When I was in graduate school at The University of Texas, my office mate was Sophia Papaioannou, now a Classics professor at the University of Athens. One of our many wonderful conversations turned one day to the topic of war, and she pointed out something I had never considered. She said that while for many Americans a debate on war could be held in abstract terms, for her, it was a very real thing. She said that her fellow Greeks lived with the constant threat of war and knew just how long it would take enemy ships and planes to attack from various locations. Another way to put it is that war, for Sophia, was an incarnate issue. It was a flesh-and-blood reality.
So it is with education. A recent article in The Washington Post explores just how hard teaching really is. The piece is a collection of thoughts from a wide spectrum of teachers, including an aerospace engineer and numerous professors. What struck me most, however, was this from elementary teacher Beth Lewis.
“In the primary grades, we deal with gross bathroom-related issues. – Even a high school teacher could never understand some of the crises related to bodily functions that a typical K-3 teacher has to deal with on a regular basis. Potty accidents (and more instances too disgusting to reiterate here) are something that we can’t shy away from. I’ve had third grade students who still wear diapers and let me tell you – it’s stinky. Is there any amount of money or vacation time worth cleaning up vomit from the classroom floor with your own two hands?”
There is much to be said about education, and a good portion of the discussion is and needs to be abstract. Education is art. It is philosophy, and these are give rise to abstract thought. Yet we can never escape the fact, nor should we want to, that education is about people, including teachers, students, administrators, parents, bus drivers, custodians, and school board members. Beth Lewis reminds us what this means, but let's explore that a bit further.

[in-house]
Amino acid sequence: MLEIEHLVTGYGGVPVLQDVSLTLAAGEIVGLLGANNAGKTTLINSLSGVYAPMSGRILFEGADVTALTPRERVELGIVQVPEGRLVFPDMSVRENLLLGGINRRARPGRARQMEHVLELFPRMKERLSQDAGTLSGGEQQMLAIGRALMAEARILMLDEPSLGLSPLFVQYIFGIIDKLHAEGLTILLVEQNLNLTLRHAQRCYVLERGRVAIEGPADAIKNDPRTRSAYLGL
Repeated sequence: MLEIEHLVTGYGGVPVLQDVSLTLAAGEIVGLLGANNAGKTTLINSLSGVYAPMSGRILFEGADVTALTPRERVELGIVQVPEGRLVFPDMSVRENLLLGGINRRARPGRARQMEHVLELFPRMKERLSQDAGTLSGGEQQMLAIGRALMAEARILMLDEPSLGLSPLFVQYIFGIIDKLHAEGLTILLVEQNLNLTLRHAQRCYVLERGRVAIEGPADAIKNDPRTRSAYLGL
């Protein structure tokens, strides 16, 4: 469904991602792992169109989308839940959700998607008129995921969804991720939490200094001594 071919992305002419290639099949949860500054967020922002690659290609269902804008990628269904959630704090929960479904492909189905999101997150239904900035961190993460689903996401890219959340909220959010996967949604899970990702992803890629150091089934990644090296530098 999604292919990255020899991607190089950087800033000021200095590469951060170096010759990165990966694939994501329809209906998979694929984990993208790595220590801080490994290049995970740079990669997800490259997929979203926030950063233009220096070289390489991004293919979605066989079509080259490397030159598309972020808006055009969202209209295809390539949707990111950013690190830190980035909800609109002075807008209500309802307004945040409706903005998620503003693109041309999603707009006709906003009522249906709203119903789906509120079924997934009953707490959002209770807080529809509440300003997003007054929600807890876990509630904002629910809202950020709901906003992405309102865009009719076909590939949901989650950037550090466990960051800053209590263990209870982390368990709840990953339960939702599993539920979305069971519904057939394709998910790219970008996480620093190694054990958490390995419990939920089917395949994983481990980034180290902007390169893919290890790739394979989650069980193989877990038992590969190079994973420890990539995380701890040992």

When a car has difficulty performing, it is a matter of time before the mechanics figure out why and do something about it. In simplistic terms, if tab A has become bent and no longer fits into slot B, we can see this, bend tab A back into shape, and we are off and running. Of course, it may take hours of work under the hood and sophisticated diagnostic equipment to discover the problem, but it really is just a matter of time. On top of that, once the problem is discovered, the solution is known. It may be an expensive solution and one that will require a lot of labor to implement, but it does follow logically upon analysis of the problem.
Consider now a child who has difficulty performing. As in the garage, there are sophisticated diagnostic tools to help us discover the problem, but there are many more factors at work, and we may not always have the right equipment. Does the child do poorly because she is hungry, abused, or lonely? Does she have a learning disability, or is she distracted by somebody or something? Does she have a cold? Did she get enough sleep last night? Maybe she and the teacher simply do not get along. It happens. Perhaps she does well in one class because her friends are there, but is intimidated in another. Then, of course, it may just be that it is Tuesday, which in the life of a physically, emotionally, spiritually, and intellectually developing human being is as different from Monday as Mars is from a taco. The teacher cannot always pop the hood, dismantle the engine, and diagnose the issue.
And if he did, what could he do about it? Certainly there are pedagogical strategies and techniques that can be changed to meet her needs. There are appropriate resources and aides that can help, but they do not cover everything. It is not possible for every individual teacher to meet the hunger needs of each one of his students. Even the resources of the school or district may not be up to that challenge.
Oh, and let's not forget the teachers themselves. We see as much as we can, listen to as much as we can, discern and read between the lines as much as we can, but we will miss things. Yet we, too, get distracted, find our capacities diminished when we are teaching while ill, and get tired.
None of this is to say diagnosing and solving the problems of education are impossible. As a matter of fact, given the the number of factors that can never be known when human beings interact, we do quite a good job. Yet all discussions and debates, especially those that lead to policy design and implementation, must always remember that this is a flesh-and-blood, incarnate reality. As a result, we must remember that there are significant factors we may not know, and implementation of the most wonderful idea in the abstract may take on a different appearance when those words become flesh and live among us.